Auf der Lüneburger Heide

From Wikipedia, the free encyclopedia
Jump to: navigation, search

The song Auf der Lüneburger Heide ("On the Lüneburg Heath") was composed in 1912 by Ludwig Rahlfs based on a poem from the collection Der kleine Rosengarten ("The Little Rose Garden") by Hermann Löns.

It is often played at folk festivals in this region of north Germany and is also frequently part of the repertoire of local choral societies.

It gained fame outside the Lüneburg Heath as a result of the 1951 film Grün ist die Heide ("Green is the Heath") with Kurt Reimann as the singer and the 1972 film of the same name in which Roy Black sings the heathland song. Various musicians have publicised their own interpretations of the song, for example the tenor Rudolf Schock on his CD Stimme für Millionen ("Voice for Millions"). The Slovenian industrial band Laibach used the song in 1988 on their cover version of the Beatles album Let it be, where under the title Maggie Mae, instead of the folk song used by the Beatles an unfamiliar version of Auf der Lüneburger Heide (first and third verses) may be heard.

Text and English translation[edit]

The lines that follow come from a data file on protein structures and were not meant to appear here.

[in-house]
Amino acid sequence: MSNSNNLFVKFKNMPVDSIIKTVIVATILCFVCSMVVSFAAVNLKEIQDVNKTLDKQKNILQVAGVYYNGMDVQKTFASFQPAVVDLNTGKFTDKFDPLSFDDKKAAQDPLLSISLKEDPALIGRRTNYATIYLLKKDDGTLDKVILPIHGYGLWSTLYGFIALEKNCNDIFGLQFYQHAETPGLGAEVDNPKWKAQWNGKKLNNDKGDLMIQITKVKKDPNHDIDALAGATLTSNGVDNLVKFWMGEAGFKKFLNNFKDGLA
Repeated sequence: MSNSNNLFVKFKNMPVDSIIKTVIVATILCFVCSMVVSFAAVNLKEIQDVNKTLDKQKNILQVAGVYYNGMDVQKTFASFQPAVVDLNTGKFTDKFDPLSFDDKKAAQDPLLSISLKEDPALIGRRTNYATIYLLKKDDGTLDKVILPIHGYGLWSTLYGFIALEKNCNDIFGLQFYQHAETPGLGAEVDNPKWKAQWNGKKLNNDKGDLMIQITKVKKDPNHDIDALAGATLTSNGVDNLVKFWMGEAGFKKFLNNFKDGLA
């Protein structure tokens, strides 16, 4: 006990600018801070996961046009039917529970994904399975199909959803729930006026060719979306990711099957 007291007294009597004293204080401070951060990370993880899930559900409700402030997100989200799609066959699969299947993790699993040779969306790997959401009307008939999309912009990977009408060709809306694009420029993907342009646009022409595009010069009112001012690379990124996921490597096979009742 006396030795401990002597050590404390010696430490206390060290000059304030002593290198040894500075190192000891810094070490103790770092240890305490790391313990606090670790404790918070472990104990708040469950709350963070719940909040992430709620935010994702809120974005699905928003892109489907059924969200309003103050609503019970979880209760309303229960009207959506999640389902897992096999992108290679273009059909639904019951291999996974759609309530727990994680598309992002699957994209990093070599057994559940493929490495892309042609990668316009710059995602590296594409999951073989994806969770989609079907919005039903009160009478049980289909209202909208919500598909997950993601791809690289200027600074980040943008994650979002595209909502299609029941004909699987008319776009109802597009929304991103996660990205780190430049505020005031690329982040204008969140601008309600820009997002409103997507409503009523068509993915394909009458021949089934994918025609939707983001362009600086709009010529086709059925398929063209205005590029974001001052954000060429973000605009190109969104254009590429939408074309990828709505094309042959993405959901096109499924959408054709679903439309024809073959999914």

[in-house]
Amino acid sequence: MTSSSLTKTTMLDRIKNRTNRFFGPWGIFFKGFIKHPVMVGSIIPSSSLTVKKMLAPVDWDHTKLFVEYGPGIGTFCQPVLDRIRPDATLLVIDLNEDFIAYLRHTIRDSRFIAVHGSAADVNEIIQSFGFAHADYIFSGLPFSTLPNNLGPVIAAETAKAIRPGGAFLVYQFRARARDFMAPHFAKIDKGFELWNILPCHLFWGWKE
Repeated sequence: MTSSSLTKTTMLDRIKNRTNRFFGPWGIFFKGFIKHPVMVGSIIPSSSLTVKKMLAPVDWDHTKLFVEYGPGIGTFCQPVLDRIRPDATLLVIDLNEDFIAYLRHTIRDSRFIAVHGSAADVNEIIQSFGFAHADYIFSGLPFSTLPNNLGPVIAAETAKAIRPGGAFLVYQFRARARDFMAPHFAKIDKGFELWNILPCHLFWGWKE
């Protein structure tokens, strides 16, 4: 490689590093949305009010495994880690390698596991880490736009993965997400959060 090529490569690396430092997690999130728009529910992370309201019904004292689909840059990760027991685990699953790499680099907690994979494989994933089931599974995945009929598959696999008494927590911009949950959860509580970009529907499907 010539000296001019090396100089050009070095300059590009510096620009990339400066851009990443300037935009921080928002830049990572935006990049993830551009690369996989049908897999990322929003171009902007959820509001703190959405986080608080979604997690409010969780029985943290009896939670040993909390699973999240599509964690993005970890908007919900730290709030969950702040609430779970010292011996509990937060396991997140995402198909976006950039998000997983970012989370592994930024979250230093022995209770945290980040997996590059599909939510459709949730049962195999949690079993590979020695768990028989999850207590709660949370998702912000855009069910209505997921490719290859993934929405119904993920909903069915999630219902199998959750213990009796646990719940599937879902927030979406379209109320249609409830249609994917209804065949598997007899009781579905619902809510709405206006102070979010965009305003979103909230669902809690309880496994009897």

1. Auf der Lüneburger Heide
In dem wunderschönen Land
Ging ich auf und ging ich nieder
Allerlei am Weg ich fand
Valleri Vallera ha ha ha

Und Juheirassa :|
Bester Schatz :|
Denn du weißt :| es ja

2. Brüder laßt die Gläser klingen
Denn der Muskateller Wein
Wird vom langen Stehen sauer
Ausgetrunken muß er sein
Valleri . . .

3. Und die Bracken und die bellen
Und die Büchse und die knallt
Rote Hirsche woll'n wir jagen
In dem grünen, grünen Wald
Valleri . . .

4. Ei du Hübsche, ei du Feine
Ei du Bild wie Milch und Blut
Unsere Herzen woll'n wir tauschen
Denn du glaubst nicht wie das tut
Valleri . . .

1. On the Lüneburg Heath
In that beautiful land
I went up and I went down
All sorts on the way I found
Valleri Vallera ha ha ha

And yoohirassah :|
Dearest love :|
For you know :| it sure

2. Brothers let our glasses clink
For the Muscateller wine
Will get sour from standing too long
Every drop must be drunk up
Valleri . . .

3. And the bracken and the barking
And the rifle and the shot
We are off to hunt red deer
In the woods and forests green
Valleri . . .

4. Oh my beauty, oh my fair one
With your face of lilies and roses
How we want to swap our hearts
For you don't know how that feels
Valleri . . .

See also[edit]

External links[edit]